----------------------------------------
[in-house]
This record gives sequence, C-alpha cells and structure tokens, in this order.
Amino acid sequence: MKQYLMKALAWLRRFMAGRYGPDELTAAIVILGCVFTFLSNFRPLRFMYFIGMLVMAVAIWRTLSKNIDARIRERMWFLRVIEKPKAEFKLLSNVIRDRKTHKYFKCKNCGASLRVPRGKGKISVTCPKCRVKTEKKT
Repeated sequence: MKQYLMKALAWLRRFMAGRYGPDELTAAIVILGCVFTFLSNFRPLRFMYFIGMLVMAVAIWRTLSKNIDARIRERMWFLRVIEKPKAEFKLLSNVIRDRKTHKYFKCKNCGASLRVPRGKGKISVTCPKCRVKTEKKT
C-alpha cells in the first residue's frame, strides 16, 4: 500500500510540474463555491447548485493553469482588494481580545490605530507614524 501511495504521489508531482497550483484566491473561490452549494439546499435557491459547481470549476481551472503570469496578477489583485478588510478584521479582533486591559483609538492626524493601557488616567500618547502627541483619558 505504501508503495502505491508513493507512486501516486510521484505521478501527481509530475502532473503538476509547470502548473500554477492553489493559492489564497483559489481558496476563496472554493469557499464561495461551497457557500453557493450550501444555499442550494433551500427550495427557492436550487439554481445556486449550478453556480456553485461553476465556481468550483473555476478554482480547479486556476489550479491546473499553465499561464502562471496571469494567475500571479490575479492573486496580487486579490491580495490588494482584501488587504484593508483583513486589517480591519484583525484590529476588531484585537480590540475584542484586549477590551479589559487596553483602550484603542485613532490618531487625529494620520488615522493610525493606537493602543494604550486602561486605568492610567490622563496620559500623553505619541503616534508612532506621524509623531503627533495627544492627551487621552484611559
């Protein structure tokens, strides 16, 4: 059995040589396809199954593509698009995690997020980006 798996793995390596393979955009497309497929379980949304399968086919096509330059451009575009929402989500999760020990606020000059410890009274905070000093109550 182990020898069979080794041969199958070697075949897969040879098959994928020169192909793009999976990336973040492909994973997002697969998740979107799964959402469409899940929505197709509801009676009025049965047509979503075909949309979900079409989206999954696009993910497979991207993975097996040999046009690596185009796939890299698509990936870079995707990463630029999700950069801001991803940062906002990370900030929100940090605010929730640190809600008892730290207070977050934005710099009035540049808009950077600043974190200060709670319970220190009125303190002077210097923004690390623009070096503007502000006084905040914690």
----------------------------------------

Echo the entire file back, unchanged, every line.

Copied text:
[in-house]
This record gives sequence, C-alpha cells and structure tokens, in this order.
Amino acid sequence: MKQYLMKALAWLRRFMAGRYGPDELTAAIVILGCVFTFLSNFRPLRFMYFIGMLVMAVAIWRTLSKNIDARIRERMWFLRVIEKPKAEFKLLSNVIRDRKTHKYFKCKNCGASLRVPRGKGKISVTCPKCRVKTEKKT
Repeated sequence: MKQYLMKALAWLRRFMAGRYGPDELTAAIVILGCVFTFLSNFRPLRFMYFIGMLVMAVAIWRTLSKNIDARIRERMWFLRVIEKPKAEFKLLSNVIRDRKTHKYFKCKNCGASLRVPRGKGKISVTCPKCRVKTEKKT
C-alpha cells in the first residue's frame, strides 16, 4: 500500500510540474463555491447548485493553469482588494481580545490605530507614524 501511495504521489508531482497550483484566491473561490452549494439546499435557491459547481470549476481551472503570469496578477489583485478588510478584521479582533486591559483609538492626524493601557488616567500618547502627541483619558 505504501508503495502505491508513493507512486501516486510521484505521478501527481509530475502532473503538476509547470502548473500554477492553489493559492489564497483559489481558496476563496472554493469557499464561495461551497457557500453557493450550501444555499442550494433551500427550495427557492436550487439554481445556486449550478453556480456553485461553476465556481468550483473555476478554482480547479486556476489550479491546473499553465499561464502562471496571469494567475500571479490575479492573486496580487486579490491580495490588494482584501488587504484593508483583513486589517480591519484583525484590529476588531484585537480590540475584542484586549477590551479589559487596553483602550484603542485613532490618531487625529494620520488615522493610525493606537493602543494604550486602561486605568492610567490622563496620559500623553505619541503616534508612532506621524509623531503627533495627544492627551487621552484611559
């Protein structure tokens, strides 16, 4: 059995040589396809199954593509698009995690997020980006 798996793995390596393979955009497309497929379980949304399968086919096509330059451009575009929402989500999760020990606020000059410890009274905070000093109550 182990020898069979080794041969199958070697075949897969040879098959994928020169192909793009999976990336973040492909994973997002697969998740979107799964959402469409899940929505197709509801009676009025049965047509979503075909949309979900079409989206999954696009993910497979991207993975097996040999046009690596185009796939890299698509990936870079995707990463630029999700950069801001991803940062906002990370900030929100940090605010929730640190809600008892730290207070977050934005710099009035540049808009950077600043974190200060709670319970220190009125303190002077210097923004690390623009070096503007502000006084905040914690």